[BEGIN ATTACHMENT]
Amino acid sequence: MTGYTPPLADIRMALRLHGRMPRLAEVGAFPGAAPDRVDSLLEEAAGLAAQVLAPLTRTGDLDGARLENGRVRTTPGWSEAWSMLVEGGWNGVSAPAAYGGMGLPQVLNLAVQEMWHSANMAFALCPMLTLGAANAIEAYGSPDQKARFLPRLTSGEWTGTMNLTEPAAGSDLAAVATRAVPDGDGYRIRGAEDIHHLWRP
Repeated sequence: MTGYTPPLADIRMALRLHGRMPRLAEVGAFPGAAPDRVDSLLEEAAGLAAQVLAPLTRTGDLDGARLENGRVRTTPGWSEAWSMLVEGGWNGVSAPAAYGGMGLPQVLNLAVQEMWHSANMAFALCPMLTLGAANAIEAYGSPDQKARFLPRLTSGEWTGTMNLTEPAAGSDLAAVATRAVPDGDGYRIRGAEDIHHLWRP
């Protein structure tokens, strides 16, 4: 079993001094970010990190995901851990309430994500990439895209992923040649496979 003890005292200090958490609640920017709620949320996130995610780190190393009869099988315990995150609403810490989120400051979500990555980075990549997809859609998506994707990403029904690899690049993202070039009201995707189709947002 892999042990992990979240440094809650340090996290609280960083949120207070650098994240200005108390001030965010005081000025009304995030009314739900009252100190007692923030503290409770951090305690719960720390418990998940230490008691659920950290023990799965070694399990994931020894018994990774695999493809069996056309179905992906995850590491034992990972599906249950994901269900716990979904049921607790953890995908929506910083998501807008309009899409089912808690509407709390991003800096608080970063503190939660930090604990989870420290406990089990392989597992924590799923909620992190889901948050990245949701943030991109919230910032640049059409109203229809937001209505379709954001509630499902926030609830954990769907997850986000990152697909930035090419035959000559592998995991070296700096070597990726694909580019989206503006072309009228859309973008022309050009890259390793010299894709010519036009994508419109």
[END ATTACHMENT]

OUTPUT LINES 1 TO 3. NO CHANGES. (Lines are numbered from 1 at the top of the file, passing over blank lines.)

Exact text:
Amino acid sequence: MTGYTPPLADIRMALRLHGRMPRLAEVGAFPGAAPDRVDSLLEEAAGLAAQVLAPLTRTGDLDGARLENGRVRTTPGWSEAWSMLVEGGWNGVSAPAAYGGMGLPQVLNLAVQEMWHSANMAFALCPMLTLGAANAIEAYGSPDQKARFLPRLTSGEWTGTMNLTEPAAGSDLAAVATRAVPDGDGYRIRGAEDIHHLWRP
Repeated sequence: MTGYTPPLADIRMALRLHGRMPRLAEVGAFPGAAPDRVDSLLEEAAGLAAQVLAPLTRTGDLDGARLENGRVRTTPGWSEAWSMLVEGGWNGVSAPAAYGGMGLPQVLNLAVQEMWHSANMAFALCPMLTLGAANAIEAYGSPDQKARFLPRLTSGEWTGTMNLTEPAAGSDLAAVATRAVPDGDGYRIRGAEDIHHLWRP
């Protein structure tokens, strides 16, 4: 079993001094970010990190995901851990309430994500990439895209992923040649496979 003890005292200090958490609640920017709620949320996130995610780190190393009869099988315990995150609403810490989120400051979500990555980075990549997809859609998506994707990403029904690899690049993202070039009201995707189709947002 892999042990992990979240440094809650340090996290609280960083949120207070650098994240200005108390001030965010005081000025009304995030009314739900009252100190007692923030503290409770951090305690719960720390418990998940230490008691659920950290023990799965070694399990994931020894018994990774695999493809069996056309179905992906995850590491034992990972599906249950994901269900716990979904049921607790953890995908929506910083998501807008309009899409089912808690509407709390991003800096608080970063503190939660930090604990989870420290406990089990392989597992924590799923909620992190889901948050990245949701943030991109919230910032640049059409109203229809937001209505379709954001509630499902926030609830954990769907997850986000990152697909930035090419035959000559592998995991070296700096070597990726694909580019989206503006072309009228859309973008022309050009890259390793010299894709010519036009994508419109």